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POLI 2P99 (19)
Lecture

Monday October 28th 2013 Social Policy of Canada Poli 2P99.docx

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Department
Political Science
Course
POLI 2P99
Professor
Charles Conteh
Semester
Fall

Description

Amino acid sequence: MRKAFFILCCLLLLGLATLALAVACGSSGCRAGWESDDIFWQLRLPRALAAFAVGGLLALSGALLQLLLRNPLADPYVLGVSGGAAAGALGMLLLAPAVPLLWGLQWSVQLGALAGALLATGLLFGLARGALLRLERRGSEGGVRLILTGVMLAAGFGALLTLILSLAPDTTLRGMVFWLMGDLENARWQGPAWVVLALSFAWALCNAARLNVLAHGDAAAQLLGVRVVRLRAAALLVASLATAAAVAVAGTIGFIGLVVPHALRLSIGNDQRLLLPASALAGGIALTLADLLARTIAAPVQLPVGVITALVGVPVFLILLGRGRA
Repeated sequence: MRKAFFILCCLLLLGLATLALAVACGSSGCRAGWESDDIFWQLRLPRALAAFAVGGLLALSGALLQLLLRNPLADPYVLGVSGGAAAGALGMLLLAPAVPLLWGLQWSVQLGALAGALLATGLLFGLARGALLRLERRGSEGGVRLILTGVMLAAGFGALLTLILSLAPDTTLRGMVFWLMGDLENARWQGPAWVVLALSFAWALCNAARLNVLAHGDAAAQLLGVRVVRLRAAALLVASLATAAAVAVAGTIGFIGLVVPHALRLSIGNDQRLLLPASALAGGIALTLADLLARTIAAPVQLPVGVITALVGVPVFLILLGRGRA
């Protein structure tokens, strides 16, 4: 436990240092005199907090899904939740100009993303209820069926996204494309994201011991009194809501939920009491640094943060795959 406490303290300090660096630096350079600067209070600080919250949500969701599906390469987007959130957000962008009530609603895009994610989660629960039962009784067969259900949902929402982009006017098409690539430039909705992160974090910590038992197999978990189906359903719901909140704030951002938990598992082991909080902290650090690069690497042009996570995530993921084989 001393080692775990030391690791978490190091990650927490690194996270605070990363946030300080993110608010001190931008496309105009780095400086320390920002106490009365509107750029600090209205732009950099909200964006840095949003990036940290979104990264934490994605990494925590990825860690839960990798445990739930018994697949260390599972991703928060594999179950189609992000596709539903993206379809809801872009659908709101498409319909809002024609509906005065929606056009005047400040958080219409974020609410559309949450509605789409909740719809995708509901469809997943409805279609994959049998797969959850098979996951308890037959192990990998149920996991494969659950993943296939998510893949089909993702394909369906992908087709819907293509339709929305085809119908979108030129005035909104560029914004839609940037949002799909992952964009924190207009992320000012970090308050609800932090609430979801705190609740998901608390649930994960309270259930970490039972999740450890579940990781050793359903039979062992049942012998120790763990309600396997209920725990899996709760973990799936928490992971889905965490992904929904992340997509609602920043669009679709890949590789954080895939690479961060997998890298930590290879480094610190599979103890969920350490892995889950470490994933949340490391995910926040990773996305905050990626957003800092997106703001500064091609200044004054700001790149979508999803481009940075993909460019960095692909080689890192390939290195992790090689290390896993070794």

Monday October 28 2013 Poli 2P99 Lecture 2 of 2 Social Policy in Canada - democracy (becoming global) o cooperation o accommodation o collectivism o equality o inclusion - capitalism o competition o discipline o individualism o unequal o exclusion Slide 1: Introduction - social policy consist of systematic state interference with the operation of market forces in order to protect (or promote) the material well-being or welfare of individuals, families, or groups on grounds of justice or compassion - social policy is largely the result of efforts by nations to resolve the age-old tension between capitalism and democracy - nations that manifest tendencies towards pervasive social policy intervention are commonly referred to as “welfare states” - but the term itself now has negative connotations Slide 2: Canada in a comparative setting - social policy is Canada as we know today can be traced back to the early 1960s - this period was marked by competing visions of the Canadian society – as individualist, entrepreneurial and efficient, or as compassionate, kind and collectivist - like other industrialized nations recovering from the horrors of the great depression, (and later, the emergence of a counter-culture movement in the 1960s), Canada was swept in the wave of demands for a “just” or “great” society - although the “collectivist” view of society has largely prevailed in Canada, the notion of ‘welfare’ still carries negative connotations in North America (while viewed more favorably in Europe) - Canada’s welfare state ranks just below the average of OECD countries; more generous than the US, but less generous than most Western and Northern European Countries - Canada’s relatively slower rate of social policy expansion (compared to the Europeans) has been attributed to the following: a. weakness of the labour movement in this country b. the absence of an electorally strong left-wing party on the national stage (although this seems to be gradually changing with the NDP’s recent surge) c. the construction of policy agenda in non-class terms (note our discussion of the most important contextual forces shaping policy choices in Canada – namely regionalism, culture and language) d. the institutional fragmentation created by the constitution, putting some checks on the social policy ambitions of both the central and provincial governments Slide 3: Explanations for the Rise of Social Policy - general consensus exists about the growth of the welfare state but considerable dispute continues over its causes a. socio-economic pressures of industrialization and urban
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